Brown’s camp crowd sourced the effort and acquired a few such models, though the NFL and NFLPA told Brown’s representation that a newer version would have to be submitted to an independent lab for testing. Per a source, the helmet failed the test.

Brown’s representatives were informed of the failed test on Saturday. After failing the test, the source said, the Schutt Air Advantage has now been placed on the list of helmets prohibited by the NFL.

Brown voiced his displeasure with that decision on social media, using language that will not be repeated here.

He left Raiders camp for a second time after receiving bad news about his helmet.

He came back Tuesday from his first absence, a 10-day stint in Florida, where Rosenhaus said he was gone only to receive treatment for frostbitten feet.

His private treatment ended before his Aug. 13 return to Napa, and Brown was healthy enough to run full speed in pre-game warm-ups before Thursday’s exhibition in Arizona and participate fully in Saturday’s walk-through practices.

He was supposed to practice fully on Sunday, for the first time since July 30, but left camp instead over this helmet news.

Brown’s decision to leave amplified the Raiders’ simmering frustration and prompted Mayock’s statement, which drew a line in the sand.

The Raiders traded third- and fifth-round picks to Pittsburgh for Brown, and subsequently reworked his contract to pay out $50 million over three seasons, including $30 million guaranteed.

Brown spoke after Thursday’s preseason game and refuted a report that he would retire over this helmet issue.

“Why would I retire, man?” Brown said. “I have a beautiful career. I’m healthy. I love to play the game. Obviously, I inspire people with the way I play the game. I’m grateful to play the game. I’m excited to put it all on display, not only for my family but for these guys and our shared goals and everybody in the community who believes in me.”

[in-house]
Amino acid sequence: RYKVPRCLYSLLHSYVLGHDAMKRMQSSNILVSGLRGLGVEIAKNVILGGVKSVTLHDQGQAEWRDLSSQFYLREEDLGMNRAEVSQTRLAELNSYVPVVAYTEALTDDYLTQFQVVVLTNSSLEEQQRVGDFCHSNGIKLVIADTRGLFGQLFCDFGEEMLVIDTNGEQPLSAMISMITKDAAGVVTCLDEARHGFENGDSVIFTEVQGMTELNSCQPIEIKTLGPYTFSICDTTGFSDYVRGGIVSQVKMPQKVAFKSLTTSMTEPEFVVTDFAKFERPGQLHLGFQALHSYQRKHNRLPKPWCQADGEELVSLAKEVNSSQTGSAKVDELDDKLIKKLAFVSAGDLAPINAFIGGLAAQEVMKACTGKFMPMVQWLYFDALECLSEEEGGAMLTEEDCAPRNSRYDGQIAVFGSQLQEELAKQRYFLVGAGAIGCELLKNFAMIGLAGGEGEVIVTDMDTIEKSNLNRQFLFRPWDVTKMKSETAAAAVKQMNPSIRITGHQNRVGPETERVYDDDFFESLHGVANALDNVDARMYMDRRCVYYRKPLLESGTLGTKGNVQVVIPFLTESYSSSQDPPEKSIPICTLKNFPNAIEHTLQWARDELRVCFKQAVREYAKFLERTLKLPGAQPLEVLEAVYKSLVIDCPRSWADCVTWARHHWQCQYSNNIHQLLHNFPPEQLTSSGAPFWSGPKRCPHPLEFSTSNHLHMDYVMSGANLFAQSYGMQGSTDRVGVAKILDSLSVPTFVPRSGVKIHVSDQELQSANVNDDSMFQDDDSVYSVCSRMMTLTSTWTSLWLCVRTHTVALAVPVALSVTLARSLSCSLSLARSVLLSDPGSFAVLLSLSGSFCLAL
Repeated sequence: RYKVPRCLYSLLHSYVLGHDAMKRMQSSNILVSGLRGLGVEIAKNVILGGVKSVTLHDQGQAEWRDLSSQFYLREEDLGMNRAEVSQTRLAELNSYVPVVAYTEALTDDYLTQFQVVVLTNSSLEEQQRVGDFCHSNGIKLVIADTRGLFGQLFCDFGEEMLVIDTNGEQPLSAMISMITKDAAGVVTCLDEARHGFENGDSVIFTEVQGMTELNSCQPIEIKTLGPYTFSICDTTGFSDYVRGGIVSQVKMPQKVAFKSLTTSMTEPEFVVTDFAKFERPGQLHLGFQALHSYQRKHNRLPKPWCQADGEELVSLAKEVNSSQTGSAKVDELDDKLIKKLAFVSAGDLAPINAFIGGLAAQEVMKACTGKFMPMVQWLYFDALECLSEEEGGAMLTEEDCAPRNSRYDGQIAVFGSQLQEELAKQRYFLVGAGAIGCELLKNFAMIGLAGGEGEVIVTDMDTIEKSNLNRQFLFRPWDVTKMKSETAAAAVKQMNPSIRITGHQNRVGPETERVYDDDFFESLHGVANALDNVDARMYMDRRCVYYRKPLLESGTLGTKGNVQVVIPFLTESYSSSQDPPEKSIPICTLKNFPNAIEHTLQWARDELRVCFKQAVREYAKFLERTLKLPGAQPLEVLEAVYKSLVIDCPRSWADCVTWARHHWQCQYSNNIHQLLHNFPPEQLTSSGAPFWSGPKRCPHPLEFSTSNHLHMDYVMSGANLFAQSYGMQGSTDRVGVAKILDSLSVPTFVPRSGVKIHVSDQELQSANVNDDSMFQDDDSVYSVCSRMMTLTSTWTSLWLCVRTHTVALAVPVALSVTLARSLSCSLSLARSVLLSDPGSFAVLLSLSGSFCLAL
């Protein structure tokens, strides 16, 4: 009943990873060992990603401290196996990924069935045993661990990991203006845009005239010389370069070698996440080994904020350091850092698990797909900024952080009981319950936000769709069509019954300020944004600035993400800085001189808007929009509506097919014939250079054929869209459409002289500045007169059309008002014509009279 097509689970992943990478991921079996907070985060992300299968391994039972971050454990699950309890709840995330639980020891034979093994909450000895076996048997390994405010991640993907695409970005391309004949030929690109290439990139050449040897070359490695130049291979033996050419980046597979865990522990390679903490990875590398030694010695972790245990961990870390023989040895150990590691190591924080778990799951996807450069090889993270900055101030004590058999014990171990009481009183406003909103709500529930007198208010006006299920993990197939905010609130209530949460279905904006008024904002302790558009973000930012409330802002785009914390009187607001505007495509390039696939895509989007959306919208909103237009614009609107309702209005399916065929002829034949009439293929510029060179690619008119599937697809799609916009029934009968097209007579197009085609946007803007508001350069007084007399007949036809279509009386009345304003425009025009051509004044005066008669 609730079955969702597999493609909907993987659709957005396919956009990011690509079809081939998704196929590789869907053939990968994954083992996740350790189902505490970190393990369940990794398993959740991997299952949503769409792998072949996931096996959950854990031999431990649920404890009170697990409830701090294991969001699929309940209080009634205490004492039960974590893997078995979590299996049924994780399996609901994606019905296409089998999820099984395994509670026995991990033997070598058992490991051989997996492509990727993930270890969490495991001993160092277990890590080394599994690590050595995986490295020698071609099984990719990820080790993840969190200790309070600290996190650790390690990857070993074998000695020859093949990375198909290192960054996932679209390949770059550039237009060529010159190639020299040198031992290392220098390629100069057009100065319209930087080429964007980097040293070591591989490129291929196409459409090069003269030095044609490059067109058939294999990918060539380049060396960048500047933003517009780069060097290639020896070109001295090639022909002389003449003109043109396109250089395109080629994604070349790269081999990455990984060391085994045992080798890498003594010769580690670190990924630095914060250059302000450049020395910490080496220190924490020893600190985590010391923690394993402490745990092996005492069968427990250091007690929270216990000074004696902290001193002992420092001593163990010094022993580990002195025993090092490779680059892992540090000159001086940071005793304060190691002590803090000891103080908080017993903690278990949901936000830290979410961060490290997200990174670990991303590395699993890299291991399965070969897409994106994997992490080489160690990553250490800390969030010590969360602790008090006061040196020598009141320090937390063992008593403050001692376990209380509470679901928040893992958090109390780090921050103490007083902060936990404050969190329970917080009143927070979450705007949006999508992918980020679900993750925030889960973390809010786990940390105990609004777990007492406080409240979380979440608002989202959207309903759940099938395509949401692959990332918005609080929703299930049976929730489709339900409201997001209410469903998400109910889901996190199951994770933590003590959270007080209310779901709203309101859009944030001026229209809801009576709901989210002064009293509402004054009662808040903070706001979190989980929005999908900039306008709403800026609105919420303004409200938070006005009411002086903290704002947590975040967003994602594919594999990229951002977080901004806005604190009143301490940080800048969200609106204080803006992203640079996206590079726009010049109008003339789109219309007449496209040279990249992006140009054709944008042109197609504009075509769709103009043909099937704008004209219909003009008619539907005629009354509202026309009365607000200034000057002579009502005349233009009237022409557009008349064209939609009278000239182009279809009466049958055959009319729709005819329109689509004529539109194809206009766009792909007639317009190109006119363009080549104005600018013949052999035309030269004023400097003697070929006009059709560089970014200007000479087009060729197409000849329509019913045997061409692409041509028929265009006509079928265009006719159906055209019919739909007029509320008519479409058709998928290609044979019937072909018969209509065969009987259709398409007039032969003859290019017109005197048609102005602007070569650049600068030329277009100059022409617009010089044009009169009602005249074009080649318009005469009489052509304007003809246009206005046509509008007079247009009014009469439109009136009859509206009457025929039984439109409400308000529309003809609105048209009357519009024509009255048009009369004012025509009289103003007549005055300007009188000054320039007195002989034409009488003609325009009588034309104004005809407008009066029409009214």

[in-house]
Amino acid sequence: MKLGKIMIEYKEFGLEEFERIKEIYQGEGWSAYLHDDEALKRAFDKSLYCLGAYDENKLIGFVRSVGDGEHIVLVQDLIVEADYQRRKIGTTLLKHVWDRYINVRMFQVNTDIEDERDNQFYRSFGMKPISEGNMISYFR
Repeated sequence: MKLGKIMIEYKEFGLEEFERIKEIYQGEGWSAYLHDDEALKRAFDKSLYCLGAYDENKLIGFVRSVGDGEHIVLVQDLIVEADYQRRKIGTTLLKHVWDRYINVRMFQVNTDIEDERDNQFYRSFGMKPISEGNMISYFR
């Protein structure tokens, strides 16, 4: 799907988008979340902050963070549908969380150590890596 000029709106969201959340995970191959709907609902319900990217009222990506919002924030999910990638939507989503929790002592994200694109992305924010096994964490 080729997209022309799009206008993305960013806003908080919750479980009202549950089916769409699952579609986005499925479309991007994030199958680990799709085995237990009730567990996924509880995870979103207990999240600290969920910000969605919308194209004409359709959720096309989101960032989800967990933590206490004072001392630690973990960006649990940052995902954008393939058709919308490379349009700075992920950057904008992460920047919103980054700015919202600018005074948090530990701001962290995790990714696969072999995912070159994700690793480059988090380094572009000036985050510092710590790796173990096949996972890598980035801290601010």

Brown said that before Saturday’s news that his preferred helmet was prohibited. He and Rosenhaus have stated that they are willing to work within the system to find a helmet suitable for Brown to wear and feel safe playing in.

Brown has to decide his next course of action, whether or not to return to a team that has grown frustrated with his decision to leave the team over this issue, when there are plenty of certified helmets to choose from.

Mike Glennon, Nate Peterman giving Raiders solid play behind Derek Carr

Mike Glennon, Nate Peterman giving Raiders solid play behind Derek Carr

NAPA – The Raiders' quarterbacks were collectively awesome Thursday against Arizona.

Derek Carr scored an efficient touchdown in his only series. Mike Glennon turned in a perfect passer rating over five drives. Nathan Peterman played the entire second half without throwing an incomplete pass.

That’s a positive heading toward the 2019 season. Carr has been as good as ever in this training camp, and his training-camp backups have been far better than recent seasons.

It’s hard to call the backup quarterback spot a position battle anymore, with Glennon running away with it. Peterman has been good, but Glennon is slinging it all over the field with confidence and zip.

He threw two interceptions in the preseason opener against the L.A. Rams but was solid outside that. He was near perfect against the Cardinals, showing the kind of firm command coaches love from backup quarterbacks.

Peterman entered and ran a ton of read option, showing athleticism and wise, albeit conservative decision making during his time behind center.

There’s no sense in comparing the two, because they were asked to do different things. Both guys are doing their job well to this stage.

“We’ve have been happy,” Raiders offensive coordinator Greg Olson said Sunday. “Things have been really clean in terms of mechanics getting in and out of the huddle and runs things at the line of scrimmage.

“They’ve done what they’ve been asked to do. As I’m sure you’ve noticed, there have been different game plans between Glennon and Peterman, and they’ve both handled their responsibilities really well. They have produced and prepared well. We have been happy with their development.”

Raiders fans will see plenty of both guys in Thursday’s preseason game in Winnipeg, with Carr expected to sit out against the Packers.

They’ll try to cement roles or show their ability on tape for other prospective employers. It seems likely the Raiders will keep just two quarterbacks, with other positions needing extra bodies. Carr and Glennon seem to be that pair, though Peterman would be a third guy or someone with practice squad eligibility if he can clear waivers.

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Peterman’s viewed as a punch line at times for some rough starts made for Buffalo, but he has been solid in this training camp and has gotten some confidence back. He’s still just 25 with a strong, accurate arm.

“We have two veteran backup quarterbacks who have started in this league,” head coach Jon Gruden said. “I think they are both good enough to play in the NFL, but we’re not done yet.”